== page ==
Cutesy couples constituted a large portion of the audience, and there’s reason for it. Anberlin writes catchy, heartfelt love songs that have real staying power. Though incurably romantic, their songs eschew candy-coated takes on love in favor for the nuances, layers and the often complicated endings that love brings. When asked about the romanticism of Anberlin songs, Christian gushed. “I am completely a romantic at heart. I like to pretend like I’m a fighter with my flannel shirt and my tattoos … I hate to admit that I was that guy in high school that liked poetry … E.E. Cummings, T.S. Eliot, I liked it all. The problem, with romance in movies and cartoons and Disney and all this stuff, is there’s a ‘happy ever after’—and it’s not. Anybody that’s been in love for an extended period of time or made a vow or a commitment knows that it’s not all love. There are moments when that feeling dissipates and it becomes a choice. Sure, you can feel it again, and it’s fine, but it’s not going to be this lifelong feeling of giddiness where you’re floating where nothing else matters and money doesn’t’ matter and life doesn’t matter and credit cards don’t matter and the mortgages and kids and whatever else that comes in your life … It’s not this colossal floating. There are moments: pinnacles and peaks and valleys and caverns … songs like, for instance, ‘Inevitable,’ where it talks about ‘We end up hurting the worst the ones that we love.’ That is absolutely true. If you truly love them and if they truly love you. If you love each other more than anyone on this whole world, you’ve pulled down every wall. They’ve seen your chest and your insides and your anatomy and physiology and that means they have a direct access to hurt the crap out of you. That person that you love the most is the most easy for you to attack and hurt and vice versa. I try not to make the love songs where it’s just like, ‘We’re all just going to float on.’ Even ‘I’d Like To Die’ talks about the inevitable death. There has to be a natural balance to it all. I’m not going to be in a Disney movie were the prince kisses you and, holy crap, you’ve beat a witch and you live happily ever after—because the witch keeps coming back. She keeps coming back over and over in different forms. It might be a dwarf. It might be the prince. It might be whatever. It’s going to come—it’s going to happen. I stole the line from Dylan Thomas where he says, “Dark is the way, light is a place”—same difference with love. You are going to come into dark moments. If you truly love that person, if you have truly made those commitments, if you truly believe those vows, then it’ll be back. Light is a place. There is still hope. There is still love. ‘I’d like to die’ because it’s the most sincere, earnest, real.”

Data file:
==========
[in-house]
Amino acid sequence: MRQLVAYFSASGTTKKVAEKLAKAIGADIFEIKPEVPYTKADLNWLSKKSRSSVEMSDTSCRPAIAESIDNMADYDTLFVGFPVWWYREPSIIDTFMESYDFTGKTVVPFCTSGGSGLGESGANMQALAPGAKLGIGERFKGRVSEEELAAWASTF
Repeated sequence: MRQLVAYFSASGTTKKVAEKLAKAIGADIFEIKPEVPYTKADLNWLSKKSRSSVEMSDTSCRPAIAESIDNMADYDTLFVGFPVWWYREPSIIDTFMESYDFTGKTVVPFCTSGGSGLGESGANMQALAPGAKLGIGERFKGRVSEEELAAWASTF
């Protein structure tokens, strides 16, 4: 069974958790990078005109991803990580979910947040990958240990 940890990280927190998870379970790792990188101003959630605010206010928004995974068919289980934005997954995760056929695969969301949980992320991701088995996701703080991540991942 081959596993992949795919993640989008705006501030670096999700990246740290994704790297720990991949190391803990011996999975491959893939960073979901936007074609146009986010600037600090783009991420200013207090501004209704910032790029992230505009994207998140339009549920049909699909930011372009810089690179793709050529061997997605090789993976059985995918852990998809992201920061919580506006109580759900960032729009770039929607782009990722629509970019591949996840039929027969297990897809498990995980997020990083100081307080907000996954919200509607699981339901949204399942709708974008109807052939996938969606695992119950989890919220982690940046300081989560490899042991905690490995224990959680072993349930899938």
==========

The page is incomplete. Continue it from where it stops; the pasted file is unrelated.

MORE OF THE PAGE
Speaking of relationships, we talked about the band and what it’s like to manage the artistic whims of five very talented guys with varying musical proclivities over the long haul: “I do , but I think that bands that get that itch need to start side projects. Within the five of us, there are three side projects: a punk rock band, an indie rock band, and whatever my project is. I don’t feel like you should stray. People found you because of that formula. If you are going to switch the formula to be unrecognizable, just quit. Start a new band. You are ruining and tainting a name, and the fans aren’t coming with you. If you ever want to go back, now you are just fighting an uphill battle. Take a year off, go start a side project, tour with it, come on back when you’ve got a dose of reality and you can stop being cool. For us in Anberlin, we do have a sonic tradition … There has to be a moment of evolution, adaptation, to wherever the climate is shifting or wherever you feel you should be shifting with the natural progression of musicianship. Hopefully you are becoming a better songwriter, a better listener, a better writer. All those things better take place or you’re just re writing that same first record over and over and over. As soon as you get sidetracked from who you are or who you were, then it’s over.”
I’ve been attending and photographing Anberlin shows for seven years. I’ve watched the love affair between Utah and Anberlin develop. This is more than just a fling—I think we want to marry Anberlin. The energy of the crowd on Tuesday night confirmed my suspicion that the passion is still hot. As I wrapped up the interview on the tour bus prior to the show, I asked Christian what message he’d like to leave with the SLC fans. In his characteristically humble, anti-rockstar, gracious manner, he spouted “Thank you, thank you, thank you, thank you, thank you.”